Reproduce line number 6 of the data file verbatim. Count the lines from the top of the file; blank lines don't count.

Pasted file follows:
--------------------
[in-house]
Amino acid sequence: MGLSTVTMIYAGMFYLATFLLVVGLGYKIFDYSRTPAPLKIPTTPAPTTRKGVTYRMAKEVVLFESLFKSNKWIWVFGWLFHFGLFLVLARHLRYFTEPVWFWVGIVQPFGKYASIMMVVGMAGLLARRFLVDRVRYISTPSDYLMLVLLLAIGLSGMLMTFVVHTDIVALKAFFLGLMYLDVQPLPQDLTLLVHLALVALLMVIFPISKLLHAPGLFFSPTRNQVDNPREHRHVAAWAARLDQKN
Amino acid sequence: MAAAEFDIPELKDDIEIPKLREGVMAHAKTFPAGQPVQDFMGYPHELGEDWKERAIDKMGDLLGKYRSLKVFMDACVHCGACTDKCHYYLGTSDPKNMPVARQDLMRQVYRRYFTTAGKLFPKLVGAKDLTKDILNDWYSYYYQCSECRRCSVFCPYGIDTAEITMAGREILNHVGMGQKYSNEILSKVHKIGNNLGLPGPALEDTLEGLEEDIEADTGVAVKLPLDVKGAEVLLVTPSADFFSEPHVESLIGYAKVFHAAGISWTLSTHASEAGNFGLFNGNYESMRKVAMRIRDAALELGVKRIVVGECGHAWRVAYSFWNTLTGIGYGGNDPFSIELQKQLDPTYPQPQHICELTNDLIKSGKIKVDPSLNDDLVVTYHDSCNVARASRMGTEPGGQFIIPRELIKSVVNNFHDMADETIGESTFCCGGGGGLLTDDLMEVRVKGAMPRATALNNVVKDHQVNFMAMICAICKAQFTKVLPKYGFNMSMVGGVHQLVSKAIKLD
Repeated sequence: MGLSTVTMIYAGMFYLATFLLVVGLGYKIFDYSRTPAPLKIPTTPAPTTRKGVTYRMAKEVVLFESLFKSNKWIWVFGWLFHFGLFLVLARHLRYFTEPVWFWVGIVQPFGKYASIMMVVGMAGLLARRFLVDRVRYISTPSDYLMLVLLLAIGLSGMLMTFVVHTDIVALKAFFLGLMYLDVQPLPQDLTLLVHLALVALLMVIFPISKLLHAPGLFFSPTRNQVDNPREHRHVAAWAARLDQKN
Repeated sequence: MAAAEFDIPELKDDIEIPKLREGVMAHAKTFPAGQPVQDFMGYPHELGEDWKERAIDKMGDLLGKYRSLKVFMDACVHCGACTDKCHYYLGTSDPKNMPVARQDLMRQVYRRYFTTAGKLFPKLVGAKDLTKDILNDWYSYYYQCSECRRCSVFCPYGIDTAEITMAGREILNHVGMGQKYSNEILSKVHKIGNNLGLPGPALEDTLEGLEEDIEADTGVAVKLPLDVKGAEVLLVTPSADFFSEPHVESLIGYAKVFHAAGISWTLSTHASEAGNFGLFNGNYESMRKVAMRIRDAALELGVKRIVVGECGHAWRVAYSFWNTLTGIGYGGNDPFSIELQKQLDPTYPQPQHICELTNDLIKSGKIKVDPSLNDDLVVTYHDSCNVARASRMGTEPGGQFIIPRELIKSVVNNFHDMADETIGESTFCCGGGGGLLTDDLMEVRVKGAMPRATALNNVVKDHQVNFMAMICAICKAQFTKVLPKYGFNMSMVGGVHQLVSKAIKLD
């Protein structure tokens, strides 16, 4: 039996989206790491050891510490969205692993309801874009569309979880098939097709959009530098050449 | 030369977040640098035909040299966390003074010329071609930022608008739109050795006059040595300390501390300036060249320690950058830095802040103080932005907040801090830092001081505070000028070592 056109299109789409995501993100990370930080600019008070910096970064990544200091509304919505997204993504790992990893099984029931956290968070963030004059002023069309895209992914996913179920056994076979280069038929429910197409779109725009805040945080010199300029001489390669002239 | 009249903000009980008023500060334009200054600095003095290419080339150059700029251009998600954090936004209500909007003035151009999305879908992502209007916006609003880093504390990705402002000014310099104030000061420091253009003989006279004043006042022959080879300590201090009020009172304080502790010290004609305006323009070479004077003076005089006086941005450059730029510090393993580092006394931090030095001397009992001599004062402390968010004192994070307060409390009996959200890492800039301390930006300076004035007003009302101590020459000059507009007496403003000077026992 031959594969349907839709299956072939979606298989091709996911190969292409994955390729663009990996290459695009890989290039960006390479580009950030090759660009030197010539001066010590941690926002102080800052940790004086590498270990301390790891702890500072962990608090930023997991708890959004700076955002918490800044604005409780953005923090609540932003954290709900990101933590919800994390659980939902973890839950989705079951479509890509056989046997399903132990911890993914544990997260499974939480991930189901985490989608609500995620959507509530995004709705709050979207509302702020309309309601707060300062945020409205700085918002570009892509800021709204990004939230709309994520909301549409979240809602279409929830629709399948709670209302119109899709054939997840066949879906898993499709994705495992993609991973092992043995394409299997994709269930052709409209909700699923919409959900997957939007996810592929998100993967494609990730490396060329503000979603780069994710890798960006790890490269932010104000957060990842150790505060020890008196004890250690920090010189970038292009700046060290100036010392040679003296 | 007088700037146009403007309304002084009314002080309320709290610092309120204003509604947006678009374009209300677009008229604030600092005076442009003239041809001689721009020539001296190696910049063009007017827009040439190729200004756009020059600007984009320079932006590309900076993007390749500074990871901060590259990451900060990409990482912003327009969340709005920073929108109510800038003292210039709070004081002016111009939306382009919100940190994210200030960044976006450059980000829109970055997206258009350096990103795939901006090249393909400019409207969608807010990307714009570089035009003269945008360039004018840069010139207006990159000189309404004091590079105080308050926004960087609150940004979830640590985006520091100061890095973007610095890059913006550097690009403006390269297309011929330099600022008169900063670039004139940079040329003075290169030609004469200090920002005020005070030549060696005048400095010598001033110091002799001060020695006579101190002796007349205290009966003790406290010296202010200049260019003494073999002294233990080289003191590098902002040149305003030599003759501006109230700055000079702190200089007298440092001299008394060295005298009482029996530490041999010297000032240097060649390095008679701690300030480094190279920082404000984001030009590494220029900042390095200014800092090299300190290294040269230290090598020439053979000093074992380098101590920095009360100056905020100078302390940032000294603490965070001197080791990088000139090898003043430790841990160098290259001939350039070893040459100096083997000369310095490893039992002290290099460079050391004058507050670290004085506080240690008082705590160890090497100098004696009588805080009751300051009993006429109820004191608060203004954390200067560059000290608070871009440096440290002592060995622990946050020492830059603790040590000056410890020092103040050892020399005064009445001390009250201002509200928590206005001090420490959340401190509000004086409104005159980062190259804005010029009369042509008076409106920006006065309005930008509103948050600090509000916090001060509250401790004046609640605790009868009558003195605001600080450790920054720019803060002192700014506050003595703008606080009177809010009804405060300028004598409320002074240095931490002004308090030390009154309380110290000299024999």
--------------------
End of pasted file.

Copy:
């Protein structure tokens, strides 16, 4: 039996989206790491050891510490969205692993309801874009569309979880098939097709959009530098050449 | 030369977040640098035909040299966390003074010329071609930022608008739109050795006059040595300390501390300036060249320690950058830095802040103080932005907040801090830092001081505070000028070592 056109299109789409995501993100990370930080600019008070910096970064990544200091509304919505997204993504790992990893099984029931956290968070963030004059002023069309895209992914996913179920056994076979280069038929429910197409779109725009805040945080010199300029001489390669002239 | 009249903000009980008023500060334009200054600095003095290419080339150059700029251009998600954090936004209500909007003035151009999305879908992502209007916006609003880093504390990705402002000014310099104030000061420091253009003989006279004043006042022959080879300590201090009020009172304080502790010290004609305006323009070479004077003076005089006086941005450059730029510090393993580092006394931090030095001397009992001599004062402390968010004192994070307060409390009996959200890492800039301390930006300076004035007003009302101590020459000059507009007496403003000077026992 031959594969349907839709299956072939979606298989091709996911190969292409994955390729663009990996290459695009890989290039960006390479580009950030090759660009030197010539001066010590941690926002102080800052940790004086590498270990301390790891702890500072962990608090930023997991708890959004700076955002918490800044604005409780953005923090609540932003954290709900990101933590919800994390659980939902973890839950989705079951479509890509056989046997399903132990911890993914544990997260499974939480991930189901985490989608609500995620959507509530995004709705709050979207509302702020309309309601707060300062945020409205700085918002570009892509800021709204990004939230709309994520909301549409979240809602279409929830629709399948709670209302119109899709054939997840066949879906898993499709994705495992993609991973092992043995394409299997994709269930052709409209909700699923919409959900997957939007996810592929998100993967494609990730490396060329503000979603780069994710890798960006790890490269932010104000957060990842150790505060020890008196004890250690920090010189970038292009700046060290100036010392040679003296 | 007088700037146009403007309304002084009314002080309320709290610092309120204003509604947006678009374009209300677009008229604030600092005076442009003239041809001689721009020539001296190696910049063009007017827009040439190729200004756009020059600007984009320079932006590309900076993007390749500074990871901060590259990451900060990409990482912003327009969340709005920073929108109510800038003292210039709070004081002016111009939306382009919100940190994210200030960044976006450059980000829109970055997206258009350096990103795939901006090249393909400019409207969608807010990307714009570089035009003269945008360039004018840069010139207006990159000189309404004091590079105080308050926004960087609150940004979830640590985006520091100061890095973007610095890059913006550097690009403006390269297309011929330099600022008169900063670039004139940079040329003075290169030609004469200090920002005020005070030549060696005048400095010598001033110091002799001060020695006579101190002796007349205290009966003790406290010296202010200049260019003494073999002294233990080289003191590098902002040149305003030599003759501006109230700055000079702190200089007298440092001299008394060295005298009482029996530490041999010297000032240097060649390095008679701690300030480094190279920082404000984001030009590494220029900042390095200014800092090299300190290294040269230290090598020439053979000093074992380098101590920095009360100056905020100078302390940032000294603490965070001197080791990088000139090898003043430790841990160098290259001939350039070893040459100096083997000369310095490893039992002290290099460079050391004058507050670290004085506080240690008082705590160890090497100098004696009588805080009751300051009993006429109820004191608060203004954390200067560059000290608070871009440096440290002592060995622990946050020492830059603790040590000056410890020092103040050892020399005064009445001390009250201002509200928590206005001090420490959340401190509000004086409104005159980062190259804005010029009369042509008076409106920006006065309005930008509103948050600090509000916090001060509250401790004046609640605790009868009558003195605001600080450790920054720019803060002192700014506050003595703008606080009177809010009804405060300028004598409320002074240095931490002004308090030390009154309380110290000299024999």